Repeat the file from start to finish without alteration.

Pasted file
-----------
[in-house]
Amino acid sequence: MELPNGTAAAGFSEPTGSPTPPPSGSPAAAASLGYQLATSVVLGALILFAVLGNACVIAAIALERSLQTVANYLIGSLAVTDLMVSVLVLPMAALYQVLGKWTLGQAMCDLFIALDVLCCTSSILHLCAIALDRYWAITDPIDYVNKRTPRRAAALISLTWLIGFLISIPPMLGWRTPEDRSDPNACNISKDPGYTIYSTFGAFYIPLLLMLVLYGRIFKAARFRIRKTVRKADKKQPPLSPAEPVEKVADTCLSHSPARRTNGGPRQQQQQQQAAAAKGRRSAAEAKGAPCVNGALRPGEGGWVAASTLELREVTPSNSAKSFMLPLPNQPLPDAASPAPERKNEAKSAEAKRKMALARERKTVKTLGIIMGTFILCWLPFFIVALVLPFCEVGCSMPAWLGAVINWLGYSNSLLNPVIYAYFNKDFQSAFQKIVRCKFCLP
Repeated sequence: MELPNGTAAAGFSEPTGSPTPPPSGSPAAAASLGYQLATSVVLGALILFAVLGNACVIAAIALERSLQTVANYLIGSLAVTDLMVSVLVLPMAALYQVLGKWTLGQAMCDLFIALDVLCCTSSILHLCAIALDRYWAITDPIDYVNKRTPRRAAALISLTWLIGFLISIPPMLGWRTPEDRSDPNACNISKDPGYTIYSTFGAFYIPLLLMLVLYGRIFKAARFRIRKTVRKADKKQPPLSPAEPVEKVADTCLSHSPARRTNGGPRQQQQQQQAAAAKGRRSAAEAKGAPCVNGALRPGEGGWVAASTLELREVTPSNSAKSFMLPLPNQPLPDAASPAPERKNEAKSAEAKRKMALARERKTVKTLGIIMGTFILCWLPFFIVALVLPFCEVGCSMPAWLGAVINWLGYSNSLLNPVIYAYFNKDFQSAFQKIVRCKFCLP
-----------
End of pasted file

[in-house]
Amino acid sequence: MELPNGTAAAGFSEPTGSPTPPPSGSPAAAASLGYQLATSVVLGALILFAVLGNACVIAAIALERSLQTVANYLIGSLAVTDLMVSVLVLPMAALYQVLGKWTLGQAMCDLFIALDVLCCTSSILHLCAIALDRYWAITDPIDYVNKRTPRRAAALISLTWLIGFLISIPPMLGWRTPEDRSDPNACNISKDPGYTIYSTFGAFYIPLLLMLVLYGRIFKAARFRIRKTVRKADKKQPPLSPAEPVEKVADTCLSHSPARRTNGGPRQQQQQQQAAAAKGRRSAAEAKGAPCVNGALRPGEGGWVAASTLELREVTPSNSAKSFMLPLPNQPLPDAASPAPERKNEAKSAEAKRKMALARERKTVKTLGIIMGTFILCWLPFFIVALVLPFCEVGCSMPAWLGAVINWLGYSNSLLNPVIYAYFNKDFQSAFQKIVRCKFCLP
Repeated sequence: MELPNGTAAAGFSEPTGSPTPPPSGSPAAAASLGYQLATSVVLGALILFAVLGNACVIAAIALERSLQTVANYLIGSLAVTDLMVSVLVLPMAALYQVLGKWTLGQAMCDLFIALDVLCCTSSILHLCAIALDRYWAITDPIDYVNKRTPRRAAALISLTWLIGFLISIPPMLGWRTPEDRSDPNACNISKDPGYTIYSTFGAFYIPLLLMLVLYGRIFKAARFRIRKTVRKADKKQPPLSPAEPVEKVADTCLSHSPARRTNGGPRQQQQQQQAAAAKGRRSAAEAKGAPCVNGALRPGEGGWVAASTLELREVTPSNSAKSFMLPLPNQPLPDAASPAPERKNEAKSAEAKRKMALARERKTVKTLGIIMGTFILCWLPFFIVALVLPFCEVGCSMPAWLGAVINWLGYSNSLLNPVIYAYFNKDFQSAFQKIVRCKFCLP